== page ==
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Published: 10:27, November 29, 2021 | Updated: 17:59, November 29, 2021
Worry easing over developers' offshore debt
By Zhou Lanxu
Published:10:27, November 29, 2021 Updated:17:59, November 29, 2021 By Zhou Lanxu

Rebound in real estate bonds, vows to address strains cited by experts

Workers are busy with high-altitude construction of a real estate project in Wuhan, Hubei province, on Nov 15. China has reiterated the policy stance of maintaining the healthy development of the property sector on different occasions since late September. (XIAO YIJIU / XINHUA)

There is growing evidence of a silver lining to concern over the potential for some Chinese developers to default on offshore debts, experts said. The potential has jangled global investors' nerves since real estate giant Evergrande Group missed payments in September.

Observers point to the fact that the price of real estate bonds has rebounded strongly, and at least 20 Chinese developers announced within a week they would issue or have issued bonds in the interbank market. Officials from central and local levels also have all voiced a commitment to addressing the cash strains of real estate developers.

We expect that by the first quarter of next year, the sector’s liquidity situation will be improved, as more time is allowed for easing policies to take effect

Peter Ru, Neuberger Berman’s managing director and chief investment officer for China fixed income

The financial health of China's real estate sector is deemed so important for global financial stability that the United States Federal Reserve and Treasury Department said they have been paying attention to the sector's stress. The sector generates a quarter of China's GDP directly and indirectly and has offshore bonds worth about $250 billion, according to estimates from PGIM Fixed Income, a global asset manager.

Though the peak of offshore defaults may still be on the horizon, experts said any systemic financial risks or major threat to the global economy would be kept at bay, thanks to Beijing's fine-tuning of real estate deleveraging, the revival in credit conditions and stabilizing market expectations.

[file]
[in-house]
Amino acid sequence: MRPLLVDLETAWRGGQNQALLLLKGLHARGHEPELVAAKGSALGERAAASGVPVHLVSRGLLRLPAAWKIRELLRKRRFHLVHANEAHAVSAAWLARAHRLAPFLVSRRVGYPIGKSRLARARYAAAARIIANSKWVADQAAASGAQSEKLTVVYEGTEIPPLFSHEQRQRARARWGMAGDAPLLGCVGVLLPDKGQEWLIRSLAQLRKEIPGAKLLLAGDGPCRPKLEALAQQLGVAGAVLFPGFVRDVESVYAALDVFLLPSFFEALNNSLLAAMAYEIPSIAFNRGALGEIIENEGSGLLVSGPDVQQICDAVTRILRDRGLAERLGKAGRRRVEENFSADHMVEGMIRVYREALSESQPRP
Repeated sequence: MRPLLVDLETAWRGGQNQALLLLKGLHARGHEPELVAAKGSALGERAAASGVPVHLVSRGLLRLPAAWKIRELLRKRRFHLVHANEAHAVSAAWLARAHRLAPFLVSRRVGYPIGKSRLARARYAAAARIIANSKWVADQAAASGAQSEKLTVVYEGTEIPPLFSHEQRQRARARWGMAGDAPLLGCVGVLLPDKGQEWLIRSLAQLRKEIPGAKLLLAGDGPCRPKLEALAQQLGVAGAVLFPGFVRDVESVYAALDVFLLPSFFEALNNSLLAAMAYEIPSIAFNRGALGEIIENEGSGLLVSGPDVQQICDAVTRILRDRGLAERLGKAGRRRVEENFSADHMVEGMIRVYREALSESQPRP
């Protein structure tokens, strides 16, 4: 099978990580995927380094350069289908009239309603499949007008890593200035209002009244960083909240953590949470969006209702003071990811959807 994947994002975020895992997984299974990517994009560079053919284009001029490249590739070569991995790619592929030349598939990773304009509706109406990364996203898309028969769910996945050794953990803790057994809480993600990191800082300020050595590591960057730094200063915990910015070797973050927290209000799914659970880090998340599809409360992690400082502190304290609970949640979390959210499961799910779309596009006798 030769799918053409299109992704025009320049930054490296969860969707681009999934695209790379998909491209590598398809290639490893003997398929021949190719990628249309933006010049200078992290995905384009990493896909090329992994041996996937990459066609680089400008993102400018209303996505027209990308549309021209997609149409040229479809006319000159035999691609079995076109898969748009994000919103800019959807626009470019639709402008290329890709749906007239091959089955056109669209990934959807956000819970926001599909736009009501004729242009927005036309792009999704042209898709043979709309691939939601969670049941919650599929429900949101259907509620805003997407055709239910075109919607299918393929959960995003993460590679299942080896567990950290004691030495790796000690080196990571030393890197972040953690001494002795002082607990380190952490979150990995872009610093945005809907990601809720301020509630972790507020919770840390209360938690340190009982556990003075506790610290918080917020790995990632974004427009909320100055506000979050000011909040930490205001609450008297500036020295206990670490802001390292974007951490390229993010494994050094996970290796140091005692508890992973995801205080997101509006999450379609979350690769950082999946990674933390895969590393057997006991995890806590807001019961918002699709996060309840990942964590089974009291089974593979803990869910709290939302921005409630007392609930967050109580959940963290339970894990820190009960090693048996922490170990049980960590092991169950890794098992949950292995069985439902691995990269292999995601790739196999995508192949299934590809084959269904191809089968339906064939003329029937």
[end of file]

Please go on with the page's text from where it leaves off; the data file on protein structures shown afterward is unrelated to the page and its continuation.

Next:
Some institutional investors have even started tapping into oversold opportunities offered by quality-name developers after sell-offs, attracted by high yields, cheap valuations and, most importantly, the still stable long-term prospects of the sector.

"I don't think there is going be a (major) economic contagion or financial contagion of the broader sort for the global economy," said Jack Mclntyre, a portfolio manager with Brandywine Global Investment Management.

"The property market as a whole is deleveraging. And when you deleverage in a slower growth environment, there are always some challenges," he said. Yet the challenges should remain manageable as the Chinese government is expected to avoid deleveraging moves being overwhelming and imperiling economic and social stability, which remains at the core of policy priorities, according to Mclntyre.

In a bid to lower risk in the highly leveraged real estate sector and contain property price bubbles, China launched a series of measures starting last year, including the "three red lines" to contain the debt level of selected developers and cap the concentration ratios for bank loans to the real estate sector.

As financing conditions tightened while property sales soured, some heavily indebted developers have had difficulties servicing their debts, with Evergrande's missed interest payments on three of its dollar bonds spooking investors since late September.